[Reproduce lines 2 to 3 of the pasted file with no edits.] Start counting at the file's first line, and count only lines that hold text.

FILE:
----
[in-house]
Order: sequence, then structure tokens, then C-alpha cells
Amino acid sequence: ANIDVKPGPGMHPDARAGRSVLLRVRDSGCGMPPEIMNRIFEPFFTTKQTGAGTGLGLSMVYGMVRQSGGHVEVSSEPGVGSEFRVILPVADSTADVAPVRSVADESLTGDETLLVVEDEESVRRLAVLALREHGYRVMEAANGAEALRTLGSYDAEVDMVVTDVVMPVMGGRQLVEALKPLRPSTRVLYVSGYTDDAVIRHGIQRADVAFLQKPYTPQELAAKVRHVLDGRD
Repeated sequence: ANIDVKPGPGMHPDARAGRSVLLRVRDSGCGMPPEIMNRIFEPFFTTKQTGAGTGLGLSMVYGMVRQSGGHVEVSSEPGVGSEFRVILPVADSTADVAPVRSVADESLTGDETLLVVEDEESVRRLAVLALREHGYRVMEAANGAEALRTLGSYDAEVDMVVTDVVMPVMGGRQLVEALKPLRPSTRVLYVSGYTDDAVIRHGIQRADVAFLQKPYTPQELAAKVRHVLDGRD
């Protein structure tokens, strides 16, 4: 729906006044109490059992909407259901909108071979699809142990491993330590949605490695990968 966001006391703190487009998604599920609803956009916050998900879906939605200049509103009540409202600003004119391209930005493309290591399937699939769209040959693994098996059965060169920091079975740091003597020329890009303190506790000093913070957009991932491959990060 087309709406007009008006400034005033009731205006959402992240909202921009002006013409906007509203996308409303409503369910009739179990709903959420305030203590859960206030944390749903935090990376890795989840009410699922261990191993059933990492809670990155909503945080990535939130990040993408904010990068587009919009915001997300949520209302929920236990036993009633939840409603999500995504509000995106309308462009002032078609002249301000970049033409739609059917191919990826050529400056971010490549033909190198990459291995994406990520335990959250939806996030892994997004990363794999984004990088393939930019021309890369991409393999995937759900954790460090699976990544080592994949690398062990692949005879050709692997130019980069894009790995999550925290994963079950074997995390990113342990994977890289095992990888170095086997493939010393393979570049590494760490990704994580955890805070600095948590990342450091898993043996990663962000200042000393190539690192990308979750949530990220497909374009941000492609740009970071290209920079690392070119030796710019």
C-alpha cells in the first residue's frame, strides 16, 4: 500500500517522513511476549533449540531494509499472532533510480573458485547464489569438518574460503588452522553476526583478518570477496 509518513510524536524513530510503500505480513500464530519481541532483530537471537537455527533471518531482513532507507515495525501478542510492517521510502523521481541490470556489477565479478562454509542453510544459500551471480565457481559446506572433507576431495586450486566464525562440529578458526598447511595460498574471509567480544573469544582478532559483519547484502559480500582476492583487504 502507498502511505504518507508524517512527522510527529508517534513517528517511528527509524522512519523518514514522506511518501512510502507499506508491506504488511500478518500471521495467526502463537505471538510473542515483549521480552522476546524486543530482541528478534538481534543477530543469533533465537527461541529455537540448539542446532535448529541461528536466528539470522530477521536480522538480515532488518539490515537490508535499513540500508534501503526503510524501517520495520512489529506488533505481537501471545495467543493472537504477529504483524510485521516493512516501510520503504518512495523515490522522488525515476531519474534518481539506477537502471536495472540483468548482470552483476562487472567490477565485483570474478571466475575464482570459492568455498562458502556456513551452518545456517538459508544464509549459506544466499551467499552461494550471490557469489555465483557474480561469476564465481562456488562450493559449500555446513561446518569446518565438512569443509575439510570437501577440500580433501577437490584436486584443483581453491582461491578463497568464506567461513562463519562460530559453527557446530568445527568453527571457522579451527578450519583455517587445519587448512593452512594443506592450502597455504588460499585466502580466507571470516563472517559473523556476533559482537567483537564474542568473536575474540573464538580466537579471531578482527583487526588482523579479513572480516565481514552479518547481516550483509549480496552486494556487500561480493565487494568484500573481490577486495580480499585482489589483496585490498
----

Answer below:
Order: sequence, then structure tokens, then C-alpha cells
Amino acid sequence: ANIDVKPGPGMHPDARAGRSVLLRVRDSGCGMPPEIMNRIFEPFFTTKQTGAGTGLGLSMVYGMVRQSGGHVEVSSEPGVGSEFRVILPVADSTADVAPVRSVADESLTGDETLLVVEDEESVRRLAVLALREHGYRVMEAANGAEALRTLGSYDAEVDMVVTDVVMPVMGGRQLVEALKPLRPSTRVLYVSGYTDDAVIRHGIQRADVAFLQKPYTPQELAAKVRHVLDGRD